7 Most Common Things You'll do as a NEW Industrial Engineer

7 Most Common Things You’ll do as a New Industrial Engineer

By Zubin Ajmera
ISE Alumnus | Class of 2014

You apply for a job, get interviewed, accept an offer and start working. What next?

As an industrial engineer (IE), there will be several tasks you’ll be performing in your job or internship. I’ll share the 7 most common ones today which almost every IE (or specialization roles in either logistics and supply chain, manufacturing, consulting, etc.) performs. The good thing about these job assignments is that they require little technical knowledge from your end (at least for the first few months) and focus heavily on orienting you to the overall company structure and your job type in detail. Let’s have a look at each.

#1 – Training

This will be one of the most important things you do right after joining the company. When I joined Mu Sigma, a data analytics consulting firm, the training lasted almost five weeks and included assignments, sessions and projects. Your training will consist of assignments based on your profile and work requirements.

Mentorship
Most likely, you will be assigned a mentor. This may or may not be your manager. For example, at my current company employees are responsible for training new hires. The size and culture of the company will play a role in how training is handled. The role of the mentor is to provide you with information about your job. This will include:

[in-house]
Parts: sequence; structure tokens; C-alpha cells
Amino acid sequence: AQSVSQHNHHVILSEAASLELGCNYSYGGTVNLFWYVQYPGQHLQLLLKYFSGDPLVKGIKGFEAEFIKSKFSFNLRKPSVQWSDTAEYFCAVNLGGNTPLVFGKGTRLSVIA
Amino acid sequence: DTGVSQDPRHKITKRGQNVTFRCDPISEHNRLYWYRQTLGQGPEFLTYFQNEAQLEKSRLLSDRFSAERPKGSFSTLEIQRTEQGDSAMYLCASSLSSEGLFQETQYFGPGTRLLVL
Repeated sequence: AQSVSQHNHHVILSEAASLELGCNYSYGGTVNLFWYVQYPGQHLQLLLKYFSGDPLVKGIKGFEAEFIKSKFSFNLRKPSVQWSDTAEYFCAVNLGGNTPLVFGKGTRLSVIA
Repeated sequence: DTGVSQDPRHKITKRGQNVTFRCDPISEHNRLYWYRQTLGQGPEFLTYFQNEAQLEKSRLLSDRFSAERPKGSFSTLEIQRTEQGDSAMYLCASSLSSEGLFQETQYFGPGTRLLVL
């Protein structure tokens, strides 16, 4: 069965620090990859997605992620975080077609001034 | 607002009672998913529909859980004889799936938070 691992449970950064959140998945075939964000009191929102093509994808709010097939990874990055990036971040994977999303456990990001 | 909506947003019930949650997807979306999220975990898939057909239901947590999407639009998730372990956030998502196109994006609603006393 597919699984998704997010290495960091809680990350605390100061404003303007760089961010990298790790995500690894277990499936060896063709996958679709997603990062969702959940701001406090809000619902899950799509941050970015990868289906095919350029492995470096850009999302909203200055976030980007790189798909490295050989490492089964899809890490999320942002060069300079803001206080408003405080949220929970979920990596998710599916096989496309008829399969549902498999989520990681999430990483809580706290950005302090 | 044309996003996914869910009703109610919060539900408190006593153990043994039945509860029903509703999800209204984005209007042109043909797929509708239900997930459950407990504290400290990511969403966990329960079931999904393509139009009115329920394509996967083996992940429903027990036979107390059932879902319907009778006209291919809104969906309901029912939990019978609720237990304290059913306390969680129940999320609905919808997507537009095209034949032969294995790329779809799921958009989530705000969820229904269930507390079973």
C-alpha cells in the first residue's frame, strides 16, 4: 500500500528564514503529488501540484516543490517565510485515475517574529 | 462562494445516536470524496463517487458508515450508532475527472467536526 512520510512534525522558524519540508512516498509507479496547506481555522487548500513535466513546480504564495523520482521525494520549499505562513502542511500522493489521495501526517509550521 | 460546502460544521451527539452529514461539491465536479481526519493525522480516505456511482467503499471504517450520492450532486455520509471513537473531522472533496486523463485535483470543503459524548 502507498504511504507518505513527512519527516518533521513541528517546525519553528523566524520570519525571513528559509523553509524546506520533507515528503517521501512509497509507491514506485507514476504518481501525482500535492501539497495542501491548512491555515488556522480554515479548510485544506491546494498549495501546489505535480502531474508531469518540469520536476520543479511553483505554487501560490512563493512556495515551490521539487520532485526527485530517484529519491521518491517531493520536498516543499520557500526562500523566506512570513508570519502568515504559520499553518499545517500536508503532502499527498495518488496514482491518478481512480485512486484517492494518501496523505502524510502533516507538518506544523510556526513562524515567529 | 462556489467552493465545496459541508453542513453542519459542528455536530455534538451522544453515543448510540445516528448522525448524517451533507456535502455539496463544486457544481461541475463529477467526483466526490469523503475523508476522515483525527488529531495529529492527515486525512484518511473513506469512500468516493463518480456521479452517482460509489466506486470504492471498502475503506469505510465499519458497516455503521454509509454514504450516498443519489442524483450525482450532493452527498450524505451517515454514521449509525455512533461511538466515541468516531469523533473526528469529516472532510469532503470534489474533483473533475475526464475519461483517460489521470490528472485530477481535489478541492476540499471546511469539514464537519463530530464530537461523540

• Explaining job responsibilities and assignments
  • Demonstrating tools and software
  • Providing an overview of company policies
  • Assessing your skills and analytical abilities

#2 – Data Collection

Much of your work will involve gathering data from various resources. These are known as time and motion studies and consist of:

  • Plant facility: data on number of departments, number of employees, plant size and space
  • Production lines: number of products made, timing of shifts, and understanding the exact process of the system
  • Company information: who you’ll be working with (senior management, project directors), their roles and duties
  • Work information: type of projects, whether you’ll work in a team, and getting detailed data on your future tasks

#3 – Meeting Senior Management

We touched upon this in point #2. Apart from project managers and the upper management team, you will also meet with the HR department. This includes information on your work schedule, payroll, company policies, and benefits (if any). The meetings with project directors and managers will provide things such as: